Alice Augusta Bal has made an important discovery that changed how doctors treat leprosy, a chronic disease that causes skin lesions and nerve damage. In her short life, African American chemist Alice Ball has revolutionized the treatment for leprosy. Leprosy was a growing public health crisis for the people of Hawaii.  She holds the honor of being the first Black woman to earn a master’s degree from the University of Hawaii as well as teaching chemistry at the same institute. Her work revolved around the makeup of plants, specifically Hawaii’s native kava plant. The plant had long been used as a topical treatment for the skin at that time and Alice developed a method for injecting the oil of the plant as a treatment for leprosy. 

    Unfortunately, Alice died at the age of 24 due to some serious illness and was unable to publish her work.  Another chemist later published without giving Ball credit.  It was not until many years later that Ball’s contributions to the field of medicine were properly recognized. Although Alice’s treatment remained the best option for leprosy patients until the mid-1940s, today, Hawaii people recognize the impact of her work by celebrating ‘Alice Ball Day’ every four years on February 29.

Gerty Cori

 Gerty shares a Nobel Prize with her husband. She is the first woman to receive a Nobel for medicine.  Gerty was brought up in the Czech Republic where women were belittled in Science and Medicine. Cori’s family was very supportive which led her to pursue her career in medicine. She and her husband began medical research together. Their partnership resulted in the publishing of dozens of papers. Both worked together and discovered the Cori Cycle. Cori Cycle shows how the body uses chemical reactions to turn carbohydrates in muscle tissue into lactic acid, then re-metabolizes it.

     Their carbohydrate research led to the development of the treatment of diabetes. They discovered Glucose-1-phosphate which is a derivative of glucose and named it Cori ester. They also identified an enzyme Phosphorylase that breaks down glycogen in Cori ester. That’s how Gerty was able to explain how muscle glycogen is broken down into lactic acid. Solely Cori studied the Glycogen storage disease and became the first person that showed that a defect in an enzyme can lead to a human disease.

Barbara McClintock

“If you know you are on the right track, if you have this inner knowledge, then nobody can turn you off,” she once said. “No matter what they say.” McClintock became the only woman to win an unshared Nobel Prize in Physiology or Medicine.  Barbara took her first course in genetics and was immediately fascinated by it. She discovered that the segment of the genetic code of maize could change positions in their chromosome causing their nearby genes to become active and inactive.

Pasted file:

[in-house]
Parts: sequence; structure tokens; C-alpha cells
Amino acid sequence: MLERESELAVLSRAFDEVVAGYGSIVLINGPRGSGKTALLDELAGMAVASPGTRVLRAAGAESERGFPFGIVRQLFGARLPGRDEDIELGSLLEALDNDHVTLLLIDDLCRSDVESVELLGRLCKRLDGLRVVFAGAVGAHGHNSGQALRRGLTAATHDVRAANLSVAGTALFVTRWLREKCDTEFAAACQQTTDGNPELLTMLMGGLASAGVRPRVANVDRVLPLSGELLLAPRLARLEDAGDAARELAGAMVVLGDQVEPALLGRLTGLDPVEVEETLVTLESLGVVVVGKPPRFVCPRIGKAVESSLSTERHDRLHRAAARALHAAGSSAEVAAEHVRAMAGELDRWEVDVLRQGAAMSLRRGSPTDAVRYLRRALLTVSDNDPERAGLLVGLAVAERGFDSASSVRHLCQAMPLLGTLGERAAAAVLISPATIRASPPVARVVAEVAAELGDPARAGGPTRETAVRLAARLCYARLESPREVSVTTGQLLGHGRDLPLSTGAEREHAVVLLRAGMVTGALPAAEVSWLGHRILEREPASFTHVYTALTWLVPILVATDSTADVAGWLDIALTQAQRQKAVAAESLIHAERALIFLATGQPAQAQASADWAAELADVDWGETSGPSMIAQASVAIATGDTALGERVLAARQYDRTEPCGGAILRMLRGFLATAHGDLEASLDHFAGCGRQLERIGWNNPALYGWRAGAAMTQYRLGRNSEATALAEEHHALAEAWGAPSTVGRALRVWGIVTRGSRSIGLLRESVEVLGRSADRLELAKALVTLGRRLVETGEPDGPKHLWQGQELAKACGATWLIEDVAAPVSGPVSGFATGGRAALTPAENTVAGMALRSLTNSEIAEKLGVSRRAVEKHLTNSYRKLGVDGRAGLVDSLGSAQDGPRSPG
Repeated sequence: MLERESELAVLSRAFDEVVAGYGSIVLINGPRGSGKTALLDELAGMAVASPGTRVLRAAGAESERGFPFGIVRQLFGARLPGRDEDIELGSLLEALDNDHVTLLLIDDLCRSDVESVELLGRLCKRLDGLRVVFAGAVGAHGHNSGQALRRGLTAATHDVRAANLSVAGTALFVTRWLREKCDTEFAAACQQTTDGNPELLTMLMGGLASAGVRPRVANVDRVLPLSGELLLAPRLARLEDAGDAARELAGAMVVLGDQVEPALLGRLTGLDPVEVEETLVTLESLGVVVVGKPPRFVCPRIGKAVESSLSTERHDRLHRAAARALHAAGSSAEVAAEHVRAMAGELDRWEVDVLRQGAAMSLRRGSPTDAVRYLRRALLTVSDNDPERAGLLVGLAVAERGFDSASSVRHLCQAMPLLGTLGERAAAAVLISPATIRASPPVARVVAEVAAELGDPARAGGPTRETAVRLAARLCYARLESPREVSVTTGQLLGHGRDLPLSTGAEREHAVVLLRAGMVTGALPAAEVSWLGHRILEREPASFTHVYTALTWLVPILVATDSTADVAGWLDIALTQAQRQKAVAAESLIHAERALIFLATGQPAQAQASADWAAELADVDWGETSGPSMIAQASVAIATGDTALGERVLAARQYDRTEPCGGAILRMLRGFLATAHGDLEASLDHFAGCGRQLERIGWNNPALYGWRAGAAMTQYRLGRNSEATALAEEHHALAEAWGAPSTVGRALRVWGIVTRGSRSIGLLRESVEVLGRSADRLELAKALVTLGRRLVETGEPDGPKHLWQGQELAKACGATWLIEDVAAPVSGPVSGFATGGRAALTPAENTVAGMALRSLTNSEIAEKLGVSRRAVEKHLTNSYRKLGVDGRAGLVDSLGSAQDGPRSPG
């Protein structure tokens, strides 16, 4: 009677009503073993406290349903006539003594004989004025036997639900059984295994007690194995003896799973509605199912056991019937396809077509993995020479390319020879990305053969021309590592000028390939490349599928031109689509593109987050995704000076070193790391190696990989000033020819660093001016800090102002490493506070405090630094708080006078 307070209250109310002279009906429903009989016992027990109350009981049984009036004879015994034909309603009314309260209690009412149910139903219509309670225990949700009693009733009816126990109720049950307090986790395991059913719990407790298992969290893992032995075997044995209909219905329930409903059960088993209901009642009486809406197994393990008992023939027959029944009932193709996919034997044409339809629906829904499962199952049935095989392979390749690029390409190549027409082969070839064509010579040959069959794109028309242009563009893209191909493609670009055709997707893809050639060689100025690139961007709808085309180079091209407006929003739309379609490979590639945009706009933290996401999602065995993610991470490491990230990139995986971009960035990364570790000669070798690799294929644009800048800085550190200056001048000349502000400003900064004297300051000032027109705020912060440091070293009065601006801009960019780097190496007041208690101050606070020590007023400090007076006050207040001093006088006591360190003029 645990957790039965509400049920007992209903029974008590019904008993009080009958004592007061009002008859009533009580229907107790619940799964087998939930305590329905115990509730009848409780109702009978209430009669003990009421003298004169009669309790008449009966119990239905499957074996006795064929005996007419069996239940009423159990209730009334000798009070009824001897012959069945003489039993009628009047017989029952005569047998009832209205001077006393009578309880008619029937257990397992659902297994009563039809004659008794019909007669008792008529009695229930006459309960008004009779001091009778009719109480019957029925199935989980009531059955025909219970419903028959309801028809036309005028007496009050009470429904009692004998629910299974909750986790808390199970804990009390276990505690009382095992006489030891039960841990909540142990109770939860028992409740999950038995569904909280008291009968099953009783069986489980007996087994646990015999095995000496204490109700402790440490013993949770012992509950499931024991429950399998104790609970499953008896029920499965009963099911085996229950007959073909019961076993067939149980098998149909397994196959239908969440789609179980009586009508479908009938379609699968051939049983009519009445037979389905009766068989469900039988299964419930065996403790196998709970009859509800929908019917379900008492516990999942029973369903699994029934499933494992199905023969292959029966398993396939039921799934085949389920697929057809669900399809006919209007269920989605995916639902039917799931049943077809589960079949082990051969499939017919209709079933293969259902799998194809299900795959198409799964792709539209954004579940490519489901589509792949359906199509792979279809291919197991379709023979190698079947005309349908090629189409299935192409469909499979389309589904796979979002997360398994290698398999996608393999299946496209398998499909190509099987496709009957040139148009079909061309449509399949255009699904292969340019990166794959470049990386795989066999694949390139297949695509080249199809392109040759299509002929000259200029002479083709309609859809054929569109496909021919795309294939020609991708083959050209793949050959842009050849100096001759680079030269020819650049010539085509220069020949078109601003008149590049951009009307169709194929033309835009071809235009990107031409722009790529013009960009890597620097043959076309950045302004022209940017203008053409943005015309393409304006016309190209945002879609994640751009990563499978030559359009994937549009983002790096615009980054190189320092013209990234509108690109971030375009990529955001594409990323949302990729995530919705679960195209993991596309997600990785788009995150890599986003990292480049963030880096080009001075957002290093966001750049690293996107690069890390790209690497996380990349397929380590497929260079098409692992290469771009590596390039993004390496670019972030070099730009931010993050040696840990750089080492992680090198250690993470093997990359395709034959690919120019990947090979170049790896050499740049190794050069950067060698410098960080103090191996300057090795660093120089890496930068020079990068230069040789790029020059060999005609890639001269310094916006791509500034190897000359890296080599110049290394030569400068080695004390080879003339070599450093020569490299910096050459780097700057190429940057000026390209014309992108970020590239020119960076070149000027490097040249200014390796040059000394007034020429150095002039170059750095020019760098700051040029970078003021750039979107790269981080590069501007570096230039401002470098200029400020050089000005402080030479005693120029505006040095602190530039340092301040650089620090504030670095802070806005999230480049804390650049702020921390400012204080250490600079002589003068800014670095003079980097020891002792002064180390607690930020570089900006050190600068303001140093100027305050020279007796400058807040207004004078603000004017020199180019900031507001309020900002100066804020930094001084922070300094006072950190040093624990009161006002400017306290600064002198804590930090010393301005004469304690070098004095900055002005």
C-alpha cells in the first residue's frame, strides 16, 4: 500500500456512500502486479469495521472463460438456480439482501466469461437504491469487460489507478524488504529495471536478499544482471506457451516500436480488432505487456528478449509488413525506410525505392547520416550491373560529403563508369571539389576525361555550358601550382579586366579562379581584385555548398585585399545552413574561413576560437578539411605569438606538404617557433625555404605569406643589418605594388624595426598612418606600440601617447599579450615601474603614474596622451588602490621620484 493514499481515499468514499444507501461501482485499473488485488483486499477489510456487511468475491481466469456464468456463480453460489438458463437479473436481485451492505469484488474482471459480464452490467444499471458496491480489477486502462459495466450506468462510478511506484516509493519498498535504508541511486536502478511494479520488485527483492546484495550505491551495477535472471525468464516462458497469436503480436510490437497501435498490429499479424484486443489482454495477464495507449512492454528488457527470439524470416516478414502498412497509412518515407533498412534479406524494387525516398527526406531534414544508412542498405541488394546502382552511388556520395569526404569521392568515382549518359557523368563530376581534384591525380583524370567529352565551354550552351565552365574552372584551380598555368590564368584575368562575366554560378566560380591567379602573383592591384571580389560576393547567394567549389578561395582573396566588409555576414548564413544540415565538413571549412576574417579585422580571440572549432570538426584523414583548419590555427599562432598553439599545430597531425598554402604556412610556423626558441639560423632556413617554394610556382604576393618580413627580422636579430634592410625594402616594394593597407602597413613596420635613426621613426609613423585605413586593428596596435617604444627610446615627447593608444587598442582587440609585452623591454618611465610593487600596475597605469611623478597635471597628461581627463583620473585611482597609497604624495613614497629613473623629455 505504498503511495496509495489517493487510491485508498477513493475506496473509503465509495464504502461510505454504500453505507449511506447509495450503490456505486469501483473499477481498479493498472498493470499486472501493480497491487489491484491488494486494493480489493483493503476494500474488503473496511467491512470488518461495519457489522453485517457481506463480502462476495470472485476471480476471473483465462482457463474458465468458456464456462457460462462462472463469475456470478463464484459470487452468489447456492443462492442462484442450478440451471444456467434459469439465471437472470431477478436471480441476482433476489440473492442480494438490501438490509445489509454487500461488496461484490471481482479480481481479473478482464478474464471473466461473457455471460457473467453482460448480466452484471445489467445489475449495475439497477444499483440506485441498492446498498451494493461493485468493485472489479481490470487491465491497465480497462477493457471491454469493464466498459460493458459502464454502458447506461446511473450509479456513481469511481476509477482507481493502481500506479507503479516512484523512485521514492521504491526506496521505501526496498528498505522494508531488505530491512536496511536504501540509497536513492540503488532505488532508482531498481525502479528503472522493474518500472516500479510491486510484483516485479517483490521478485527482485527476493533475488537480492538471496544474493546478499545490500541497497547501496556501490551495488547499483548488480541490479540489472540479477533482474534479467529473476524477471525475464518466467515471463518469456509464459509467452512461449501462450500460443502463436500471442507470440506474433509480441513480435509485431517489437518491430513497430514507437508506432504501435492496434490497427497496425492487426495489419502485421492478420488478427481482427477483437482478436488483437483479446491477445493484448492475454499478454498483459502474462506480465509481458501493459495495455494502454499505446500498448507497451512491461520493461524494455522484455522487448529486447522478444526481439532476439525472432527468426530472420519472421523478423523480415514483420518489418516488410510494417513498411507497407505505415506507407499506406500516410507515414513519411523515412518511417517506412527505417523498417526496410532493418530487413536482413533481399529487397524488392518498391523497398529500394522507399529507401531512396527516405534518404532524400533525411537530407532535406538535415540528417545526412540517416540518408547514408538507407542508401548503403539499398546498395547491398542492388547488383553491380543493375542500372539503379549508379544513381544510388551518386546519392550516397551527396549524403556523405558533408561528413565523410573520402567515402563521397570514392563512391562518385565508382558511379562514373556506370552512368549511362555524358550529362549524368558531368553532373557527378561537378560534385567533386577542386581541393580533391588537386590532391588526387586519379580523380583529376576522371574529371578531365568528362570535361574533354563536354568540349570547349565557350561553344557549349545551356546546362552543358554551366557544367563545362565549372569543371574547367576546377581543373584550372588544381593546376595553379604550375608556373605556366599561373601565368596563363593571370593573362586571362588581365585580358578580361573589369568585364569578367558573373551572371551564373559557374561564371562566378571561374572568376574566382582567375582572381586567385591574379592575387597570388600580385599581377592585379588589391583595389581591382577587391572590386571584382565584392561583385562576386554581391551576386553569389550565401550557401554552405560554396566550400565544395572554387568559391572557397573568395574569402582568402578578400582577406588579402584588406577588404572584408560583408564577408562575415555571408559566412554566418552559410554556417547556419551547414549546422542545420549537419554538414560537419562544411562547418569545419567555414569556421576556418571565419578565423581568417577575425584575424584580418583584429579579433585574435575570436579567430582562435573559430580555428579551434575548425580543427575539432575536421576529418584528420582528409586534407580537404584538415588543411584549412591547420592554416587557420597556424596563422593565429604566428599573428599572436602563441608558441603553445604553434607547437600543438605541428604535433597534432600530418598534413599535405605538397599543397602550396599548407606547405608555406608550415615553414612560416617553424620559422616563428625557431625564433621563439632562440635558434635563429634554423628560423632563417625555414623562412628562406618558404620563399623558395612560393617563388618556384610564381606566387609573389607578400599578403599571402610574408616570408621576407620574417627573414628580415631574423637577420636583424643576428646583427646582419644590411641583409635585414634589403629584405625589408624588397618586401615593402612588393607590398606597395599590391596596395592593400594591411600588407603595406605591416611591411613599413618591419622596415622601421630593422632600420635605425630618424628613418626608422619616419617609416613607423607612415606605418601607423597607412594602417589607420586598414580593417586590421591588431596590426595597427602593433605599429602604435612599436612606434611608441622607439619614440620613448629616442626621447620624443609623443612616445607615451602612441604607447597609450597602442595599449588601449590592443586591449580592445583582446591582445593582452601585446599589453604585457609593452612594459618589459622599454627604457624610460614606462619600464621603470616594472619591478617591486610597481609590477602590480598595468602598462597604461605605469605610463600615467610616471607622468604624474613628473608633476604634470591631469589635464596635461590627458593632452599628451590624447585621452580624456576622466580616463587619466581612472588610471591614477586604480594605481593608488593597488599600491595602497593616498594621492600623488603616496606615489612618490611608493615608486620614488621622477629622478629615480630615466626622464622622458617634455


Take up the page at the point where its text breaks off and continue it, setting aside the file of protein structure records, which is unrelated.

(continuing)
At that time scientists didn’t believe that genes can’t move like this until or unless they mutation. Others respond to her research in a critical way. She continued her research yet stop publishing papers. Later the geneticist realized the significance of genetic transposition and Barbara’s trailblazing work.  McClintock also studied corn’s hereditary characteristics, for example, the different colors of its kernels. She studied how these characteristics are passed down through generations and linked this to changes in the plant’s chromosomes. 

Dorothy Hodgkin

Dorothy becomes interested in Chemistry when she was just 10 years old. Her father’s friend use to bring her and helped her study ilmenite. Dorothy was a British chemist who invented X-ray crystallography which helps scientist to study the 3D structure of molecules. She was determined to identify the structure of Penicillin and Vitamin B12. This has led her to win Nobel Prize in Chemistry.  To this day, she remains the only British woman to have received a Nobel in the sciences.  She also identified the structure of Insulin which was a complex yet critical molecule and mystery at that time. It took her 35 years to confirm Insulin structure despite the fact she has worsening rheumatoid arthritis that required her to use a wheelchair. 

    She spent the rest of her life working on Insulin research and causing awareness through speeches about diabetes awareness. She was elected as the Fellow of the Royal Society in 1947, a foreign member of the Royal Netherlands Academy of Sciences in 1956, and of the American Academy of Arts and Sciences (Boston) in 1958.

Rita Levi-Montalcini

Before Rita could finish her studies, the Jewish Italian woman was already facing many obstacles in her career from fascism and anti-Semitic laws. She convinced her father to let her study medicine. She was so dedicated to her studies that she built a laboratory in her bedroom. She made scalpels from sewing needles, using an ophthalmologist’s tiny scissors and a watchmaker’s forceps. With these tools and by taking help from the article she read by embryologist Viktor Hamburger she managed to dissect the chick embryos and study their motor neurons under a microscope.

    Rita with the help of her mentor suggested a theory that embryonic nerve cells proliferated, started to grow, and then died. The theory serves as the foundation for the modern concept of nerve cell death as part of normal development. She and her colleagues discovered the nerve growth factor (NGF). NGF is a protein that regulates the growth of cells and plays a very important role in the development of tumors.  Due to this discovery, she was granted the Nobel Prize in Medicine. By the time she died, Levi-Montalcini was the oldest living Nobel laureate and the first Nobel Prize winner to live to 100.